Stevenson uses the word ‘sinister’ to imply that there is something possibly wrong with this house or dangerous about this house that they can see on the corner, also foreshadowing things, involving those inside it, and Mr. Hyde is the man who lives in this house.
The writer uses ‘bell nor knocker’ to show how any visitors are not wanted, and creating a feeling of mystery since the person inside clearly does not want anyone to visit them. This would also make people of the victorian era scared, especially the gentlemen since they are meant to bee seen around to gain popularity and a good reputation. Rudeness was frowned upon greatly in victorian society.
The writer finally uses the contrast between the street and the house to show duality, which is a main theme in the book. The street is described with an ‘air of invitation’, to show how the road almost welcomes you in, and the simile ‘like rows of smiling saleswomen’ puts an image in your head of happiness and comfort, however, the mood suddenly changes once they reach the house. Stevenson uses more violent adjectives, for example, ‘blistered and disdained’ and the word ‘thrust’ suggests that the house almost demands to be seen. The word ‘blistered’ can be used to show how even the paint on the woodwork doesn’t want to be anywhere near the person inside, it is so repulsed by the demon that is Mr. Hyde.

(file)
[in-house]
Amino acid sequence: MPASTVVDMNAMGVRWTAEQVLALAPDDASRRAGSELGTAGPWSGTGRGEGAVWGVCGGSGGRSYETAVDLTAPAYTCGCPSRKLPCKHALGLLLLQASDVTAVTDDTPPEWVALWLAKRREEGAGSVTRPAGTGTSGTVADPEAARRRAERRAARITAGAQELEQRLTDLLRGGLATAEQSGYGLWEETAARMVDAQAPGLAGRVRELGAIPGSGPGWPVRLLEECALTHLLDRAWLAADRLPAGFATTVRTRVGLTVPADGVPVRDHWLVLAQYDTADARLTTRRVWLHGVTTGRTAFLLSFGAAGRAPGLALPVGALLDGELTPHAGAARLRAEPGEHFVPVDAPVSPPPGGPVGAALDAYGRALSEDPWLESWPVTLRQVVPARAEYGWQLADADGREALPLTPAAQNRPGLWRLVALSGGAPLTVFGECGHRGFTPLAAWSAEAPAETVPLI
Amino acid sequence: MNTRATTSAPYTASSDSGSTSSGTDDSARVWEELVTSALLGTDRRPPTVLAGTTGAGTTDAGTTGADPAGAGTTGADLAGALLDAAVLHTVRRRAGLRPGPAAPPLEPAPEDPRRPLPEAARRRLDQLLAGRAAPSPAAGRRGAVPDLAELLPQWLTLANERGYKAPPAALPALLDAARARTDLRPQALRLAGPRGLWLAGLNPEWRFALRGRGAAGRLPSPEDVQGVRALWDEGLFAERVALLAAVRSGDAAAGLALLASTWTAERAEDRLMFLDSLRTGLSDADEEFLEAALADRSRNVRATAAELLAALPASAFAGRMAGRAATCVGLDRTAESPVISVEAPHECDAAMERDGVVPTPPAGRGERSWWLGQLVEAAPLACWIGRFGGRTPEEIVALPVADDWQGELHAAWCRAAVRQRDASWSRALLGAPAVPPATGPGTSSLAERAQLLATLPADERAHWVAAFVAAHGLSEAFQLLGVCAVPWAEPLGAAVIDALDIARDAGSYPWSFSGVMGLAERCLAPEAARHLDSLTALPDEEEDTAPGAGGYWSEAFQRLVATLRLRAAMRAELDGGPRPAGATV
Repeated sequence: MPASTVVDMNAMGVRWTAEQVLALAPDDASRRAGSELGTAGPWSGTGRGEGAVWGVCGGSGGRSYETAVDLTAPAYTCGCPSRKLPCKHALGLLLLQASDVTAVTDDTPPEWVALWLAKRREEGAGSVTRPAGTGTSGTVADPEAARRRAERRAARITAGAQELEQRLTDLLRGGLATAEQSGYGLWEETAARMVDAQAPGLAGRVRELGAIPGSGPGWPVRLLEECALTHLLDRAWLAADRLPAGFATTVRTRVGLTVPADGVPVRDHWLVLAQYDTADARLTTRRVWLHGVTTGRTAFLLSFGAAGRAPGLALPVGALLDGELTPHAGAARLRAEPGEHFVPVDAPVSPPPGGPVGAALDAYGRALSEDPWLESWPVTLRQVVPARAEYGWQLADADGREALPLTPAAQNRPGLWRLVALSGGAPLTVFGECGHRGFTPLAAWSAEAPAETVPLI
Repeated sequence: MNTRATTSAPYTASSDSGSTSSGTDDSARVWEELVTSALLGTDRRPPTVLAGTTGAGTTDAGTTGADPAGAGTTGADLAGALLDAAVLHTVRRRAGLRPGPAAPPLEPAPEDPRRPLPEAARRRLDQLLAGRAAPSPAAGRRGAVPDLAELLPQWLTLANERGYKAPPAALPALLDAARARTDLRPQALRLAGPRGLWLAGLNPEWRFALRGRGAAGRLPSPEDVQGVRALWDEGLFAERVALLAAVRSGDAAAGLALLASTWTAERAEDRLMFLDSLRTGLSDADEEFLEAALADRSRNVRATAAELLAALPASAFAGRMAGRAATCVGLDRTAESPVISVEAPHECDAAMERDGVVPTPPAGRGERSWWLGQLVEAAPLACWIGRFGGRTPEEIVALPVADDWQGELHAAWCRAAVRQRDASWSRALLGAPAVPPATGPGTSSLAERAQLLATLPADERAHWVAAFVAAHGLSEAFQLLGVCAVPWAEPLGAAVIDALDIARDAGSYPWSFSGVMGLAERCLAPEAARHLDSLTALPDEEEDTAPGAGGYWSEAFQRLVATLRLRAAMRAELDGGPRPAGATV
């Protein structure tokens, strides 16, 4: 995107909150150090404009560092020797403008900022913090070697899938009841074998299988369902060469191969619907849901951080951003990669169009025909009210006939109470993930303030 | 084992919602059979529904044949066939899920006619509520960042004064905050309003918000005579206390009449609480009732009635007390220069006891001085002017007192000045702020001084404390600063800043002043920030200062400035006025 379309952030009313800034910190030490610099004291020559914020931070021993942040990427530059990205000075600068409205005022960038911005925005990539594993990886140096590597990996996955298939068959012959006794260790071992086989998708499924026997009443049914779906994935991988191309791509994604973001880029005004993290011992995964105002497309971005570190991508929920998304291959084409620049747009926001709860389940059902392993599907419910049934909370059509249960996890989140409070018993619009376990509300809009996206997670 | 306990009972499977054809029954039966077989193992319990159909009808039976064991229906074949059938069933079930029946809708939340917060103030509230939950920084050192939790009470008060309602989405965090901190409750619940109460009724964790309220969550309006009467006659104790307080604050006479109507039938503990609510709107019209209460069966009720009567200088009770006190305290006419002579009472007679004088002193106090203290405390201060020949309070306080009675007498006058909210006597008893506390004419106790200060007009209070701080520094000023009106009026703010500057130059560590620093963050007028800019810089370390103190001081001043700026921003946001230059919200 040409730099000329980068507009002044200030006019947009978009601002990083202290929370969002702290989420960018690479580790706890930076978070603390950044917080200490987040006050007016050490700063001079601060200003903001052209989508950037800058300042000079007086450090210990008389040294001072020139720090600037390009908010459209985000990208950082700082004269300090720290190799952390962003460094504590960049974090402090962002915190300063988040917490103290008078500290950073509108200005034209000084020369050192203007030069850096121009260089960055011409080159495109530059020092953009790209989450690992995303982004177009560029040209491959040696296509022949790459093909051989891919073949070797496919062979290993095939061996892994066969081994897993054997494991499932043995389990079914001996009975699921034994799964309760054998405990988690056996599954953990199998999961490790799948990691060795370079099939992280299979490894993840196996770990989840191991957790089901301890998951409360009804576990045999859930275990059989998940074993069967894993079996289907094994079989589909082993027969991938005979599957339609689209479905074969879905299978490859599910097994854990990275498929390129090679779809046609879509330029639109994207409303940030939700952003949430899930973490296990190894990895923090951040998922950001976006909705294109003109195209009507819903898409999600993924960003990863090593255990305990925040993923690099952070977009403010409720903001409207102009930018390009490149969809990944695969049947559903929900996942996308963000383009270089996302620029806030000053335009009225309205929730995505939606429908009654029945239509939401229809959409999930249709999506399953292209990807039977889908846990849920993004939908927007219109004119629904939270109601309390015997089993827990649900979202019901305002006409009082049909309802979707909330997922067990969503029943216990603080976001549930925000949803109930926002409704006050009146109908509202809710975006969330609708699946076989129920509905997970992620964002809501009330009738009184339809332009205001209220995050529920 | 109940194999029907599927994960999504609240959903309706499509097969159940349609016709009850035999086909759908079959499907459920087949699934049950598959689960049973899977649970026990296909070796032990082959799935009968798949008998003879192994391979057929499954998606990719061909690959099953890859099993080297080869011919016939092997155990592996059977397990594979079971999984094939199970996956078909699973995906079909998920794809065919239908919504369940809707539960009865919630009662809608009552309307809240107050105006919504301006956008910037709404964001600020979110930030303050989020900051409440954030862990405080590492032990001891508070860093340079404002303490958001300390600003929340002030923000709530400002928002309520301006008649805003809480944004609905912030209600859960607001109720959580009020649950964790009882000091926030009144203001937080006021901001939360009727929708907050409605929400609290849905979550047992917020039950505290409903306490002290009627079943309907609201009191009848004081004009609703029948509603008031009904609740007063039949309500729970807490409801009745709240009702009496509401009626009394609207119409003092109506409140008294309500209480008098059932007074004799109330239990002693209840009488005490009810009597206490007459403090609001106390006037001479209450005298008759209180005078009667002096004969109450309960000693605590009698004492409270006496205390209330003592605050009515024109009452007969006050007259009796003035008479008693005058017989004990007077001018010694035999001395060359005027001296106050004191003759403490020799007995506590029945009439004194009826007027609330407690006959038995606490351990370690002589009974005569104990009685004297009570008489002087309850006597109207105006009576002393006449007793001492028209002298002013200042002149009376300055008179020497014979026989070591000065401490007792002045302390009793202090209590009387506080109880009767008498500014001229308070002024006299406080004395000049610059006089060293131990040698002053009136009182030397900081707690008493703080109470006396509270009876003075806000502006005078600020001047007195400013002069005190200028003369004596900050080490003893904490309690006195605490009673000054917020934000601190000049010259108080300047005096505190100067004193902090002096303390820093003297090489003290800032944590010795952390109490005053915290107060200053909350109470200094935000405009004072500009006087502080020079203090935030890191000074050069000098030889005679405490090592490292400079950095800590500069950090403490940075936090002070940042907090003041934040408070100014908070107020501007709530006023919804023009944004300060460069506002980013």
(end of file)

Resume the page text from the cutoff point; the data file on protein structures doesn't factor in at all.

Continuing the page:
In the rest of the novel, for example in the murder of Sir Danvers Carew, fear is show through the nurse. The nurse who witnesses the attack of the politician is so shocked by what has happened that ‘the maid fainted’. This can also be used to convey the idea that Hyde causes people to have a physical reaction to him, for example in ‘The story of the door’ where ‘Sawbones turned sick and white with the desire to kill him’
Finally, a sense of mystery is created at the very end of the novel, with the line ‘I bring the life of that unhappy Jekyll to an end’ This is the final line, as we do not see the reaction of Utterson to the letter or anything that he thinks or feels thereafter. This leaves us as readers to wonder why this is, and how we think he would have reacted to the letter. The mystery of Jekyll and Hyde is complete, yet the mystery of Victorian society is not.